A few days ago, I wrote about a 10-year study with an alarming conclusion: Employees who report to toxic bosses are 60 percent more likely to suffer a heart attack or other life-threatening cardiac condition.

What exactly comprises a toxic boss? According to the research, when employees are continuously exposed to these four traits in their managers, it contributes to serious health issues:

  • Managers were incompetent.
  • Managers were inconsiderate.
  • Managers were secretive.
  • Managers were uncommunicative.

These are the traits that managers with true leadership capacity will rarely display. Lets drill down on each cardiac-inducing trait for a closer look at how to reverse this unfortunate trend.


In this age of knowledge workers and savvy Millennials knowing more than their bosses, great leaders will gain influence by first demonstrating their own competence.

Leaders that hold their own and show keen knowledge, insight, and expertise in both leadership and industry- or technology-specific business acumen will gain their followers' trust faster.

But it goes beyond that. In a leadership sense, they will carry the vision forward, communicate the vision, and actively engage their tribe in pursuing the vision. This takes competence, and builds confidence in their tribe. And a tribe's confidence in such a competent leader will ultimately deliver excellence.


According to research by Christine Porath, professor of management at Georgetown University and author of Mastering Civility: A Manifesto for the Workplace, disrespectful, rude or insensitive behavior, can derail people and organizations.

She says, "Incivility takes an emotional and physical toll on employees, and organizations pay the price in a variety of ways, from health care costs to losses stemming from poor performance, absenteeism and turnover."

Additionally, says Porath, the research suggests that even if people want to perform well, they cannot when they are operating in a disrespectful and inconsiderate atmosphere. The productivity and creativity of those who experience incivility takes a nose dive. Employees eventually lose their conviction and contribute less.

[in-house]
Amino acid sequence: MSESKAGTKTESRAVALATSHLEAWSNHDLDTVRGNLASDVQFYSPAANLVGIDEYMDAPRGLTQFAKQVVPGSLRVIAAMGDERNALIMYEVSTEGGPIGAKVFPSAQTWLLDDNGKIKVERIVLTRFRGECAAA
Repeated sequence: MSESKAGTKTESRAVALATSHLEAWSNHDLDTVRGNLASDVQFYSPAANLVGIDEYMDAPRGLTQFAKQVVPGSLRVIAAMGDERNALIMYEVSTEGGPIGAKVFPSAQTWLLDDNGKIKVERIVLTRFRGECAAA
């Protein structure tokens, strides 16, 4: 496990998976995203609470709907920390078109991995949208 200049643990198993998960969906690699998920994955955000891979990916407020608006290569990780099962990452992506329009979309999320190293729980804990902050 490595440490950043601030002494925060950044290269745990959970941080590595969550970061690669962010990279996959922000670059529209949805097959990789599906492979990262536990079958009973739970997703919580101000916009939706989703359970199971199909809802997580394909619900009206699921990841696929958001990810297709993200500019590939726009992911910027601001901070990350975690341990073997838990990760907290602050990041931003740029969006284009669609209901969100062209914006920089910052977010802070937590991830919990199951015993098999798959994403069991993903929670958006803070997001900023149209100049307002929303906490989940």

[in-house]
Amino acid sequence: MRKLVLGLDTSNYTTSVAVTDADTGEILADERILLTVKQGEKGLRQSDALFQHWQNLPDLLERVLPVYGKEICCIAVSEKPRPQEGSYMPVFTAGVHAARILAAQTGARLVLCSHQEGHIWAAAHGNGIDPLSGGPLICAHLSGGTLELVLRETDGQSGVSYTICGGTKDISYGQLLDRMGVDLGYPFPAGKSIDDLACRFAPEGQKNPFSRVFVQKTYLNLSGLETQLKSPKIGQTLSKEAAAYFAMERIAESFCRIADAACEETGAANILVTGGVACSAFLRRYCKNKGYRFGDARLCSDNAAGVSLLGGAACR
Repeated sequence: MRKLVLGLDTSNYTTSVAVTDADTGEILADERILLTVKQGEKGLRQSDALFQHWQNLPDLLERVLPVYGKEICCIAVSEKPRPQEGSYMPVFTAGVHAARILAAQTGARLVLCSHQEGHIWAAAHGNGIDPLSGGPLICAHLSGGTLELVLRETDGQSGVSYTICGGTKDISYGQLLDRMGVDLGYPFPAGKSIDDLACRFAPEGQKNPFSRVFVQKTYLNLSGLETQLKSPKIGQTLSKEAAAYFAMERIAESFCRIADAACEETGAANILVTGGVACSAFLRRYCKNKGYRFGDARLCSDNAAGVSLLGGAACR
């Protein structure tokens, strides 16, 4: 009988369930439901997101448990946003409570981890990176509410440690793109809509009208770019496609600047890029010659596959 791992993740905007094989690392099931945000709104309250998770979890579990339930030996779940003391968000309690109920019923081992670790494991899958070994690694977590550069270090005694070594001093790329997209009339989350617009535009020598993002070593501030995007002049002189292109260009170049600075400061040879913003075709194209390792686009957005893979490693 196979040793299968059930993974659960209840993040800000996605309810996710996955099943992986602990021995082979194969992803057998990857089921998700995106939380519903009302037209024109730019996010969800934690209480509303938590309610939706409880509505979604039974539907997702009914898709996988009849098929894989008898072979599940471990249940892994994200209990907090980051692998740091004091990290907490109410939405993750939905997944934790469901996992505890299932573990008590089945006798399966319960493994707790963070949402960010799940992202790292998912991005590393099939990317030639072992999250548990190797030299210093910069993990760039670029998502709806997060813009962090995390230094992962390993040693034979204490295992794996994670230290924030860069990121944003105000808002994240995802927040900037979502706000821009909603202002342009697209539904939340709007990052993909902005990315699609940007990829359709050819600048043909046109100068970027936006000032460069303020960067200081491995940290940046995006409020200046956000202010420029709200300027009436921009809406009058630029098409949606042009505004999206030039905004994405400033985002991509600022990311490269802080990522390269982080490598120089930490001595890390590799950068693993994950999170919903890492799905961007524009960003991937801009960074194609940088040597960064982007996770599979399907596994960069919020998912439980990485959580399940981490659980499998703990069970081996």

Great leaders are totally opposite of the heart-attack-inducing secretive bosses. They instead leverage the power of transparency and share information at all levels.

One clear example is The Mighty, a startup digital media company with the inspiring, larger-than-life, mission of improving the lives of people facing disease and disability. Its founder and CEO demonstrates transparency by sending all 13 employees the same e-mails he shares with investors and board of directors.

Porath's extensive research on thriving workplaces drives home the point. She says "Information sharing fuels thriving at work because it helps employees better understand the meaning of their work and envision how they can competently contribute." She adds, "It gives them the requisite knowledge to quickly uncover problems as they arise, make good decisions, and to integrate and coordinate actions across the firm."

Giving employees access to strategic and financial information helps them do their own jobs effectively and provides them with a broader, more holistic picture of the company's health.

Other ways to foster a sharing culture is to involve employees in their own sharing. Ritz-Carlton lets employees exchange stories daily (in 15-minute meetings) about how they have gone above and beyond the call of duty to help customers. The Mighty's CEO begins meetings by asking employees to share their best experiences at work.


In a manner of speaking, the best leaders will never allow their people to be left in the dark by not setting the right goals, clarifying expectations, and being visible when needed. They make room for frequent, open, two-way feedback to guide communication and provide learning moments for their people, which helps them know where they stand in terms of performance and career development.

Great leaders communicate in "we" rather than "I" or "you" language. For example, "I want this done like this" or "I need you to make this happen for me" are good examples of "me first" or "I" lingo. Negative "you" lingo that is deemed as critical or judgmental may sound like this: "You didn't keep your promise" or "You showed incompetence in that meeting."

On the flip side, "we" language implies that the challenge or problem is the concern and responsibility of both leader and follower. It suggests inclusion, immediacy, cohesiveness, and commitment. Example: "We need to figure out a system that works more efficiently."

"We" language is especially crucial for bringing a team under crisis together, not to mention winning the trust of your customers.

Great leaders also walk the talk. They refuse to cut corners and will speak their truth. They don't say things to sugarcoat, to try to please others or to try to look good in front of their peers. They don't betray themselves or others by using words or making decisions that are not aligned with who they are. That's why they usually have great reputations. When they make a promise they do everything possible to fulfill it. The actions fit the words.